Employers provide health benefits to over 181 million Americans who overwhelmingly like and want to keep this coverage. We recognize, however, that rising prices – particularly out-of-pocket prices that patients and families pay – are an increasing problem.
With the Federal Reserve Board reporting that 40 percent of Americans don’t have $400 in the bank to cover an emergency expense, it is more critical than ever that business and labor work together to do everything possible to provide affordable and comprehensive coverage, which requires us to tackle the problem of rising health care prices.
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We believe a broken bone shouldn’t break the bank, but for too many of our employees and union members, surprise medical bills threaten to do just that. Every time there is a visit to an emergency room or a scheduled surgery, our employees and members are exposed to a potential surprise medical bill that can leave them at the mercy of a debt collector at worst or force them, their families – and often their employers – to invest a lot of time trying to mitigate the financial damage.
The problem has become particularly egregious with the rise of private equity firms buying hospital emergency rooms and air ambulance companies, creating monopolies that take advantage of our employees and members when they’re most vulnerable. A 2018 analysis from researchers at Yale University found that the presence of a private equity-backed firm in hospital emergency rooms results in immediate price increases and a sudden exodus of providers leaving networks. Going out-of-network means more money for hedge funds, even if it puts our families at risk of bankruptcy.
When it comes to surprise medical billing, we can’t afford a solution that raises health care prices, especially when there’s a clear solution that would restrain rising health prices and put an end to this greedy and manipulative billing process once and for all. That is why UNITE HERE and The ERISA Industry Committee have joined forces with other labor unions, employers, health services organizations and health care providers to advocate for federal legislation that ends the exploitation of patients and working families. Our workers and employees are the backbone of our economy, and keeping them healthy, productive and safeguarded from surprise billing is essential for the economic health of the country.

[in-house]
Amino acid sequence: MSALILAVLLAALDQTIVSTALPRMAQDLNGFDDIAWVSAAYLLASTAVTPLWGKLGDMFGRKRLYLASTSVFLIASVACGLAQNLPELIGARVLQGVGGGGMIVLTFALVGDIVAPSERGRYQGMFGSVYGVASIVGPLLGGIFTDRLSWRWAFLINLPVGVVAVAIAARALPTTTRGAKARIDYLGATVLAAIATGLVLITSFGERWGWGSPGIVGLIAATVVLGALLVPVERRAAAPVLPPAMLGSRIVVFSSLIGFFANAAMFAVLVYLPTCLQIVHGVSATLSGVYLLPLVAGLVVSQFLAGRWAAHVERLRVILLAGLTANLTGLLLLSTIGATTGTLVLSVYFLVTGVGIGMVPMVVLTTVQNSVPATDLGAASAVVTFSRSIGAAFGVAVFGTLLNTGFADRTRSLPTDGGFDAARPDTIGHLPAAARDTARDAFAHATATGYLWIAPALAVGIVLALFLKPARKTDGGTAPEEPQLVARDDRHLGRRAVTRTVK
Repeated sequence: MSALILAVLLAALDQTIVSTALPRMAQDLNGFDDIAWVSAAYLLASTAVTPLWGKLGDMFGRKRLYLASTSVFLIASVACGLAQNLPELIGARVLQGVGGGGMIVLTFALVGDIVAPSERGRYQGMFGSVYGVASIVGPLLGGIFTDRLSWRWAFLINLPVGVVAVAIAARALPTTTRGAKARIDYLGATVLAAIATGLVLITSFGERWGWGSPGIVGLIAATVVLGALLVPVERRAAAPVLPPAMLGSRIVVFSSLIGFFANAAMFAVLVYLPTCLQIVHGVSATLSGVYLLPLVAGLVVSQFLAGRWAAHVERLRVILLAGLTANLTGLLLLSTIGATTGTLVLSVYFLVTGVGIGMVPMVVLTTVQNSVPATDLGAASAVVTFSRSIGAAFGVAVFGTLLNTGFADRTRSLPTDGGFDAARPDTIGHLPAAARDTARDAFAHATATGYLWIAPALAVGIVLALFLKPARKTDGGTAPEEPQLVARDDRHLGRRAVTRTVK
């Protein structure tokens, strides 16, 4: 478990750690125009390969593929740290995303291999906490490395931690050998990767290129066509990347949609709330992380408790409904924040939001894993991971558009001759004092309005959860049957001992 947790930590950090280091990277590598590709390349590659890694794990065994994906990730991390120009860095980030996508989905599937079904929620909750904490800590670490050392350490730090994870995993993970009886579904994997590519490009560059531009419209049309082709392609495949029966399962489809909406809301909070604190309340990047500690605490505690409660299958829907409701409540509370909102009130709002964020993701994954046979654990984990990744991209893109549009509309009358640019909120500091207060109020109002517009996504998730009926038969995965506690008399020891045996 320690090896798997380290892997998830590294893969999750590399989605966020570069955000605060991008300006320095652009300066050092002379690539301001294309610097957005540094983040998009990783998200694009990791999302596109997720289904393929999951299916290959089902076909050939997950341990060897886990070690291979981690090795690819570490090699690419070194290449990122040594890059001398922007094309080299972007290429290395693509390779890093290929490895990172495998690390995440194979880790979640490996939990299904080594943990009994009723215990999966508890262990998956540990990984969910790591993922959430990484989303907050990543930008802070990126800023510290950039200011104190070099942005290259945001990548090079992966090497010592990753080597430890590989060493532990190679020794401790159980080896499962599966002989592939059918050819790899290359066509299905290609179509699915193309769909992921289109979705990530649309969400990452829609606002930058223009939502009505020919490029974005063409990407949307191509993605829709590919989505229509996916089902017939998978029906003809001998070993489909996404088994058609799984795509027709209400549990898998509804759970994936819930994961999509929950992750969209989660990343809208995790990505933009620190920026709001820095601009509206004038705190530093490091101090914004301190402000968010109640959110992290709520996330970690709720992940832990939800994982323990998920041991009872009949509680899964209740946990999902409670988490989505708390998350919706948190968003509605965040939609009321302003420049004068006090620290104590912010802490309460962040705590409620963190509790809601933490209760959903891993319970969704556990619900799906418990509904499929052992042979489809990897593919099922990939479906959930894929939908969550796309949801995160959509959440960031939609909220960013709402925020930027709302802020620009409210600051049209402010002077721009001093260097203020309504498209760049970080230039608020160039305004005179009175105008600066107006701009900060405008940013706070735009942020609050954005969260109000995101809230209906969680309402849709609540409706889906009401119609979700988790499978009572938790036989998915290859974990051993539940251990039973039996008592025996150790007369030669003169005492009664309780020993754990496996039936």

The Senate’s bipartisan Lower Health Care Costs Act would prohibit surprise medical billing and implement a local, market-based benchmark rate to ensure out-of-network providers are fairly reimbursed. Today, out-of-network providers have free rein to invent “list prices” they charge patients in the hopes of getting paid as much as possible.
This is a market failure that needs to be fixed by sensible intervention. A local, market-based benchmark does that by ensuring that provider reimbursement rates reflect the price of care and local market considerations while promoting affordable access to care and increasing transparency for patients who would otherwise be subjected to exorbitant surprise bills.
This solution addresses the most pressing concern in our health care system today: the rising prices that we all pay in higher premiums and out-of-pocket expenses. With a local benchmark approach, working families will see lower premiums and cost-sharing — and avoid trips to bankruptcy court.
The independent Congressional Budget Office recently estimated that a local benchmark rate would save patients, employers and taxpayers $25 billion over 10 years. Contrast that with a government-mandated arbitration process that would cost the taxpayers $1 billion to administer. We already pay too much for health care; we shouldn’t be tacking on a single dollar to that just to appease private equity special interests.
Employees and working families deserve access to affordable, transparent health care and to be protected from surprise medical bills. A local, market-based benchmark solution is the best path forward to safeguard working families while lowering health care costs overall. Federal protection is long overdue.
Congress needs to pass the Lower Health Care Costs Act so that patients can safely go to a hospital without the threat of private equity firms and hedge funds taking advantage of their medical emergency to line their own pockets.
D. Taylor is the international president of one of the fastest-growing unions in America, UNITE HERE — he has served as president of UNITE HERE since 2012.
James Gelfand is senior vice president, health policy, for The ERISA Industry Committee, which advocates exclusively for America’s largest employers on health, retirement and compensation public policies at the state, federal and local levels.
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Correction: An analysis from researchers at Yale University about out-of-network billing was published in 2018. The previous version of this op-ed had the incorrect year of publication.